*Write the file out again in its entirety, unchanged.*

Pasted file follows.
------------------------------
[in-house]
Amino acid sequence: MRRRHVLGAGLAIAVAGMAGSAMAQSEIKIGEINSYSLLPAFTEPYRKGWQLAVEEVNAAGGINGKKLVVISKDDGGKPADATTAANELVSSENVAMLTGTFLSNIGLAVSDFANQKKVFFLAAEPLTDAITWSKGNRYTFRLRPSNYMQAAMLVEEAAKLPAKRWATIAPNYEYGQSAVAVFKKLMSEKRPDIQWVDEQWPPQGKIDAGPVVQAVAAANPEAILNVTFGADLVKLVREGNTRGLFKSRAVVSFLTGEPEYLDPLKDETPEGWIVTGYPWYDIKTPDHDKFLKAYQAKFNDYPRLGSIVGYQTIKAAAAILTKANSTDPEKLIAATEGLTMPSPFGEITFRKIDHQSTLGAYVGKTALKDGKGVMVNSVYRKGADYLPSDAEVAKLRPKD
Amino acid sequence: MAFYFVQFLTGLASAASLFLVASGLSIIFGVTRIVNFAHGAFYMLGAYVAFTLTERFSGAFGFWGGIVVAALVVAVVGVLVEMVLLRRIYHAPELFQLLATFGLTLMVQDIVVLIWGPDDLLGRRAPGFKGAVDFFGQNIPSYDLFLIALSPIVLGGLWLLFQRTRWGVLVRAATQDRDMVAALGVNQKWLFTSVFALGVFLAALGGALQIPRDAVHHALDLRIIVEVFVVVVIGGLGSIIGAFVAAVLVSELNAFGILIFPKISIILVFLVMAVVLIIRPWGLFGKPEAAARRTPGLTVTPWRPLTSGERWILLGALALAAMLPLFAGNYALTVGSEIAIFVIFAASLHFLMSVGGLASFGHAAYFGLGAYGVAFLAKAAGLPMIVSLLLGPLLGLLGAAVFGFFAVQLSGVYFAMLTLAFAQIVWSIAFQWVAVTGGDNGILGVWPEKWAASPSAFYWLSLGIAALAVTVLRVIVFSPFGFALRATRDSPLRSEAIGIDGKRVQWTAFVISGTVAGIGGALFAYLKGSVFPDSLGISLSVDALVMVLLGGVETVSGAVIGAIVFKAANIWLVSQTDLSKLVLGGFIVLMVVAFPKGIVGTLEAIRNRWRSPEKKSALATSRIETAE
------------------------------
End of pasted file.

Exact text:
[in-house]
Amino acid sequence: MRRRHVLGAGLAIAVAGMAGSAMAQSEIKIGEINSYSLLPAFTEPYRKGWQLAVEEVNAAGGINGKKLVVISKDDGGKPADATTAANELVSSENVAMLTGTFLSNIGLAVSDFANQKKVFFLAAEPLTDAITWSKGNRYTFRLRPSNYMQAAMLVEEAAKLPAKRWATIAPNYEYGQSAVAVFKKLMSEKRPDIQWVDEQWPPQGKIDAGPVVQAVAAANPEAILNVTFGADLVKLVREGNTRGLFKSRAVVSFLTGEPEYLDPLKDETPEGWIVTGYPWYDIKTPDHDKFLKAYQAKFNDYPRLGSIVGYQTIKAAAAILTKANSTDPEKLIAATEGLTMPSPFGEITFRKIDHQSTLGAYVGKTALKDGKGVMVNSVYRKGADYLPSDAEVAKLRPKD
Amino acid sequence: MAFYFVQFLTGLASAASLFLVASGLSIIFGVTRIVNFAHGAFYMLGAYVAFTLTERFSGAFGFWGGIVVAALVVAVVGVLVEMVLLRRIYHAPELFQLLATFGLTLMVQDIVVLIWGPDDLLGRRAPGFKGAVDFFGQNIPSYDLFLIALSPIVLGGLWLLFQRTRWGVLVRAATQDRDMVAALGVNQKWLFTSVFALGVFLAALGGALQIPRDAVHHALDLRIIVEVFVVVVIGGLGSIIGAFVAAVLVSELNAFGILIFPKISIILVFLVMAVVLIIRPWGLFGKPEAAARRTPGLTVTPWRPLTSGERWILLGALALAAMLPLFAGNYALTVGSEIAIFVIFAASLHFLMSVGGLASFGHAAYFGLGAYGVAFLAKAAGLPMIVSLLLGPLLGLLGAAVFGFFAVQLSGVYFAMLTLAFAQIVWSIAFQWVAVTGGDNGILGVWPEKWAASPSAFYWLSLGIAALAVTVLRVIVFSPFGFALRATRDSPLRSEAIGIDGKRVQWTAFVISGTVAGIGGALFAYLKGSVFPDSLGISLSVDALVMVLLGGVETVSGAVIGAIVFKAANIWLVSQTDLSKLVLGGFIVLMVVAFPKGIVGTLEAIRNRWRSPEKKSALATSRIETAE